If you are searching for some good live online programs this week, here are my picks:

While searching for good messages to share, i came across this pro-science article from the BBC and the proposal to resurrect FDR’s CCC (Civilian Conservation Corps) with the establishment of Biden’s CCC (Civilian Climate Corps). Ever since serving in the Peace Corps, i have been a strong proponent of mandatory public service. There is also good news in efforts to limit CO2 emissions: batteries for electric vehicles continue to improve and the use of a new concrete called concretene.

Allow me to leave you with a mashup of Sixties Flower Children and Protein Synthesis (with apologies to Lewis Carroll for a ruthless slaughtering of the Jabberwocky).

Do a little gamboling and gimbling yourself this week,
Dave Almandsmith, Bay Area Skeptics board member

“One of the greatest joys known to man is to take a flight into ignorance in search of knowledge.”

 - Robert Staughton Lynd, Sociologist and author (1892 - 1970)


Tuesday, 06/01/2021


Whole Earth Seminars - Livestream - 06/01/2021 03:30 PM
UC Santa Cruz

Speaker: Oscar Branson, University of Cambridge

Zoom information can be found on the EPS advising Google calendar


Thursday, 06/03/2021


Micromitigation: Fighting Air Pollution with Activated Carbon - Livestream - 06/03/2021 07:00 PM
Counter Culture Labs

We would like to invite new members to join Counter Culture Labs' Micromitigation Meetup alternate Thursdays. We will be discussing ways to deploy existing adsorption technology using commodity granulated activated carbon for the mitigation of air pollution.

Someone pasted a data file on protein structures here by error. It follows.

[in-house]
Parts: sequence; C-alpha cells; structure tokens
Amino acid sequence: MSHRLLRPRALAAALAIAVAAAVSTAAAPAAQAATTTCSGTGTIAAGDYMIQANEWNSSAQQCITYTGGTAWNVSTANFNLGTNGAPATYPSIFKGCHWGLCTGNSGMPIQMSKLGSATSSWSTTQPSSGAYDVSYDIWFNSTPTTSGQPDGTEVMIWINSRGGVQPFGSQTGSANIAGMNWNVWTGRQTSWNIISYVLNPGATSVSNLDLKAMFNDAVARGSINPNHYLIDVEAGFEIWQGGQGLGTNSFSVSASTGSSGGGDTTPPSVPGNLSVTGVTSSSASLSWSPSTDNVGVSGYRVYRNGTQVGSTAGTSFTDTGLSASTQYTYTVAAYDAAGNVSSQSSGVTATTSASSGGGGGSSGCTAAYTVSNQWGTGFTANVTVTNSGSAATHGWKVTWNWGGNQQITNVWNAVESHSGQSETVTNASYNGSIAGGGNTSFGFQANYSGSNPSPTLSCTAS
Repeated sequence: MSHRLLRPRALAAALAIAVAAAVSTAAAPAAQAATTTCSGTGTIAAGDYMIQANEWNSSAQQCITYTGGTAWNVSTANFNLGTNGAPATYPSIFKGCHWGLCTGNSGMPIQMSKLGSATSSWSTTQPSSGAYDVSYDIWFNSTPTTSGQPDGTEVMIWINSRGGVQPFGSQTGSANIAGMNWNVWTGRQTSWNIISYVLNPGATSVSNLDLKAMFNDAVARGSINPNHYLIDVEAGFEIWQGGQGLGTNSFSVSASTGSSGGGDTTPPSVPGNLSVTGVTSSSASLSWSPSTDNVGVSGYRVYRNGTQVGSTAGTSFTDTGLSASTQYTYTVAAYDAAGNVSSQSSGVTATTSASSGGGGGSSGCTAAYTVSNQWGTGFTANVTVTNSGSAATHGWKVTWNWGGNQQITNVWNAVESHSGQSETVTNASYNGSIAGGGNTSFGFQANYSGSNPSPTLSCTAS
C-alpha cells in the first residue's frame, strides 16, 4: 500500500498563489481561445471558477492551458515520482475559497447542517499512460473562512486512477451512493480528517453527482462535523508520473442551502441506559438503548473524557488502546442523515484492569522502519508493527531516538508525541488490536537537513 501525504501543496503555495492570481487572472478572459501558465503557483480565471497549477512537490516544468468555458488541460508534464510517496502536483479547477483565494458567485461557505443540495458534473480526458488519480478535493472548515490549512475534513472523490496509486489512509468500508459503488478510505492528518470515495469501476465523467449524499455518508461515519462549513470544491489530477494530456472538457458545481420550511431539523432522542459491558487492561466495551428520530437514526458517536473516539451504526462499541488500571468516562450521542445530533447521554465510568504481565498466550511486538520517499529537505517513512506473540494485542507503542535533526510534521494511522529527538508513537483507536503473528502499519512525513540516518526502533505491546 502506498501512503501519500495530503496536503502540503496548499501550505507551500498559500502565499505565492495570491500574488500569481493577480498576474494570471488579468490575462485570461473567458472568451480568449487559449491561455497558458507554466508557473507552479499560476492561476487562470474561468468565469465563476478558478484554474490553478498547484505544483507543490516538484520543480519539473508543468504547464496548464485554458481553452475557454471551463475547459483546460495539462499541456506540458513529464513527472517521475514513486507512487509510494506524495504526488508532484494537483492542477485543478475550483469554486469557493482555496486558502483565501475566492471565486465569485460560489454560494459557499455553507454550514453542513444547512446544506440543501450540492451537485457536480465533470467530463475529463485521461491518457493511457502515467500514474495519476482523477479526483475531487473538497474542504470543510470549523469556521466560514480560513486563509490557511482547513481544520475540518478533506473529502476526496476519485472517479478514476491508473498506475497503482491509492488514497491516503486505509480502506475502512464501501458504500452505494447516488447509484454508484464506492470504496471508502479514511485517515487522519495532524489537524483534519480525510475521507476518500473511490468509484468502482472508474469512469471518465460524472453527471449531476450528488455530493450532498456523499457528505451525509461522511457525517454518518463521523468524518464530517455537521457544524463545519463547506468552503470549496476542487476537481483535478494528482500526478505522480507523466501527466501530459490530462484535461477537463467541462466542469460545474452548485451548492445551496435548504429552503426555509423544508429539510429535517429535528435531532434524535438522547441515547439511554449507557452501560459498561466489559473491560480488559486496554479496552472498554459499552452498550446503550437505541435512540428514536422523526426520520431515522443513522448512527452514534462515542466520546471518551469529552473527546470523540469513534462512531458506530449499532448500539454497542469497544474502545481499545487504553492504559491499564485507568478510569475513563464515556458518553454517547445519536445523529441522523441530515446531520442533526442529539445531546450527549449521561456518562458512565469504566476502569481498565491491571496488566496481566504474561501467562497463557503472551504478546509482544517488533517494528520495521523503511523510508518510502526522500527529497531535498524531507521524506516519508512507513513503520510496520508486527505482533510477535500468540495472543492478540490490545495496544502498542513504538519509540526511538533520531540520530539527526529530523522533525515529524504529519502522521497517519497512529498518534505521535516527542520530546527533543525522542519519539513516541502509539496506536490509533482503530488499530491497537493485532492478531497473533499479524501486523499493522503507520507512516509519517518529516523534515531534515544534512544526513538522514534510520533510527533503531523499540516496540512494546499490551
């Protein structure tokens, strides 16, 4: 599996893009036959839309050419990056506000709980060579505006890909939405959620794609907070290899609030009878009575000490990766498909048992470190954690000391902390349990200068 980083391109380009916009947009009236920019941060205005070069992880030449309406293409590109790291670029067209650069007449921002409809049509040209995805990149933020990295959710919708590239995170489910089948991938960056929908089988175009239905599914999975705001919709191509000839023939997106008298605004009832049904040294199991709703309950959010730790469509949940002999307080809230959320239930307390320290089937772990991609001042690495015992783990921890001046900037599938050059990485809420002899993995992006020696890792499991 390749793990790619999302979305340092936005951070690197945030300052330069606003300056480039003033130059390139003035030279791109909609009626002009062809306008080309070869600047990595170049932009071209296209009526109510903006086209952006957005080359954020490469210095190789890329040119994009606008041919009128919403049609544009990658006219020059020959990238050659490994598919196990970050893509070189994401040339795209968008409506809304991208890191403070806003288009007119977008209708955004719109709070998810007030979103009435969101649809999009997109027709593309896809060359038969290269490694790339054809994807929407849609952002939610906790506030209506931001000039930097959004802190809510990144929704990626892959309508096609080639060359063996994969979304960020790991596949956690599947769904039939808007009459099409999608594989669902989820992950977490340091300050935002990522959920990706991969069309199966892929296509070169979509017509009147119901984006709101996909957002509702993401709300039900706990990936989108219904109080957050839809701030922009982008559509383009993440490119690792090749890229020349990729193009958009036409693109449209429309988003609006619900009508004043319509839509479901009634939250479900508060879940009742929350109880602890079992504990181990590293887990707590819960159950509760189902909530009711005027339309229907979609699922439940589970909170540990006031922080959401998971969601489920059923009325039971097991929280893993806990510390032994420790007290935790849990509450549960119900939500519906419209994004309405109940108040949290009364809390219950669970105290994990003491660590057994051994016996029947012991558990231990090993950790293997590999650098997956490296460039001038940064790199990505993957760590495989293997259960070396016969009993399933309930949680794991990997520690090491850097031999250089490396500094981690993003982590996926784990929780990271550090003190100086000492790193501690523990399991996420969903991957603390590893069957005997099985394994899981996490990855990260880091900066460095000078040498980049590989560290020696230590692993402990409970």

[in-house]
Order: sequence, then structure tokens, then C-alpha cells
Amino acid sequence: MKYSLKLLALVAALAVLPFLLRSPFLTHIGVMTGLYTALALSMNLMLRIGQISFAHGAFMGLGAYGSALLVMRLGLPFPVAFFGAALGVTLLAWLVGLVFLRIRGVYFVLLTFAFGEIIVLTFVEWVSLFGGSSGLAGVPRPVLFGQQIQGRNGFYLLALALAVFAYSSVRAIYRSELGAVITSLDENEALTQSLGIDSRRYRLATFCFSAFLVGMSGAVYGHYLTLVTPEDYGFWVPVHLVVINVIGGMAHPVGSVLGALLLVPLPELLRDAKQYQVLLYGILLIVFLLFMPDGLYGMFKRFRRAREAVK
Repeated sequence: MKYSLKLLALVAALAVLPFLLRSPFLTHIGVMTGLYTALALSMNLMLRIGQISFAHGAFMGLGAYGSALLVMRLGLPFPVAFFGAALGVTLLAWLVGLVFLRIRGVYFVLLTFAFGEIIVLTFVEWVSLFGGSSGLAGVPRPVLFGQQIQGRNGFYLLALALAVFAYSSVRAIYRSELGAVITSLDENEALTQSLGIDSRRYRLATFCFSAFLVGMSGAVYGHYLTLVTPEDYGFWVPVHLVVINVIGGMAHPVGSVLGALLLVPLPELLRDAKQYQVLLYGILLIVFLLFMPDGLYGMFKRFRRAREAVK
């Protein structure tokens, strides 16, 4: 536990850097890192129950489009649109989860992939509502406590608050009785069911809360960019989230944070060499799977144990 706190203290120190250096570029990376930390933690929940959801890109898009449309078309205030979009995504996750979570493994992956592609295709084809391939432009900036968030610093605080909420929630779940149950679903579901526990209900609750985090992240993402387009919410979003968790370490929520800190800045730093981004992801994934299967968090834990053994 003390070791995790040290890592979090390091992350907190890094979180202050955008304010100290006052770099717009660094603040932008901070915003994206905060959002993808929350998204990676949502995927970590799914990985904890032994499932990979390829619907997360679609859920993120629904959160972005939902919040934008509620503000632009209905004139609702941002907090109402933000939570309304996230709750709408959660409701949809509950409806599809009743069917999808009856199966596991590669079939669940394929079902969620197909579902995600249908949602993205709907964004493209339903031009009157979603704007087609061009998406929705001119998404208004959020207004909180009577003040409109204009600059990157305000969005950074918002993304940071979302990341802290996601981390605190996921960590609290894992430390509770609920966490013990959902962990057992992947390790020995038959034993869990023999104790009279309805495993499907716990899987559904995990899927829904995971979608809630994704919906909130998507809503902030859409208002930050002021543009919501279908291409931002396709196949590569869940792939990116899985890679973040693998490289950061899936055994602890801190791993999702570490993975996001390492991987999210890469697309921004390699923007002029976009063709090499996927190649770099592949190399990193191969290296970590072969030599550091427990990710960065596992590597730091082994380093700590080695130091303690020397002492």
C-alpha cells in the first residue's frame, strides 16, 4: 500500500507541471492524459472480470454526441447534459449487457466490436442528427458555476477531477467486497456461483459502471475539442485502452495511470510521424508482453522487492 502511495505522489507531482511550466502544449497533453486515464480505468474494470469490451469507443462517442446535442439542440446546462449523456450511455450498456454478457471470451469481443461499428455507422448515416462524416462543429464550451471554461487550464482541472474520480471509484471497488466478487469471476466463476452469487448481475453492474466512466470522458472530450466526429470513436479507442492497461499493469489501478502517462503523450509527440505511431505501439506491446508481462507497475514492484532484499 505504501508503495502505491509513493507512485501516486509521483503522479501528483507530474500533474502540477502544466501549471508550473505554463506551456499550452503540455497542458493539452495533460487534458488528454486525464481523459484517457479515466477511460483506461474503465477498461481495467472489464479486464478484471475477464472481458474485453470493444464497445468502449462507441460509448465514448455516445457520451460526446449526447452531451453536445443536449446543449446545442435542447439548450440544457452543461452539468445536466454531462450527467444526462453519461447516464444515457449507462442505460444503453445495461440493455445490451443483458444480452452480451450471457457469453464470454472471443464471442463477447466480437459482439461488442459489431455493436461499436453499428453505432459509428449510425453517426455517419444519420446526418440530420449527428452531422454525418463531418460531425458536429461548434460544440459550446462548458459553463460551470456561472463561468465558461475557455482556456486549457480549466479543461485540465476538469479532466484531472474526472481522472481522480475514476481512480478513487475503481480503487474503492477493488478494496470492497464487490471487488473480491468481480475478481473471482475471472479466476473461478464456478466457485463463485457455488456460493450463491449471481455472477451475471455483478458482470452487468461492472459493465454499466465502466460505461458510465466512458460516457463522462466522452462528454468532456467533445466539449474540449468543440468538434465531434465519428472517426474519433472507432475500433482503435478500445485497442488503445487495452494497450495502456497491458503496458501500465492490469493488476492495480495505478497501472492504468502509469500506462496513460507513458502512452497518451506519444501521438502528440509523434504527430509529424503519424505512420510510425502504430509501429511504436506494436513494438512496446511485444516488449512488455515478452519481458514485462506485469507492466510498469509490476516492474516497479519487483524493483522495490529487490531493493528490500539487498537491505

We welcome those interested in both the environmental justice and technical engineering aspects of air quality.Please sign up by joining the Counter Culture Labs' Meetup group, then RSVPing for the event. Weblink provided after signup.


After Dark Online: 500 Queer Scientists - 06/03/2021 07:00 PM
ExplOratorium

Representation matters - in science and everywhere. Founded in 2018 by Dr. Lauren Esposito, 500 Queer Scientists is a visibility campaign for LGBTQ+ people and their allies working in STEM and STEM-supporting jobs - collectively, a powerful force of scientific progress and discovery. 

In this program, Esposito will discuss an exhibit currently in development to tell the first-person stories of LGBTQ+ women and gender minorities STEM professions, centering people of color. This exhibit will be freely available for science and technology museums, underscoring a new chapter in the visibility of LGBTQ+ people in STEM. We’ll also hear from some of the AAAS IF/THEN Ambassadors featured in the exhibit about their cutting-edge research and contributions to STEM fields, as well as how our intersectional identities make us better scientists.


NightSchool: Hi-Res Reefs - Livestream - 06/03/2021 07:00 PM
California Academy of Sciences

From high-res satellite images to detailed 3D reconstructions to remote-controlled underwater microscopes, coral reef research is at the cutting-edge of technology. Learn about several of these exciting projects and meet scientists and engineers finding new ways to look at these critical and complex ecosystems.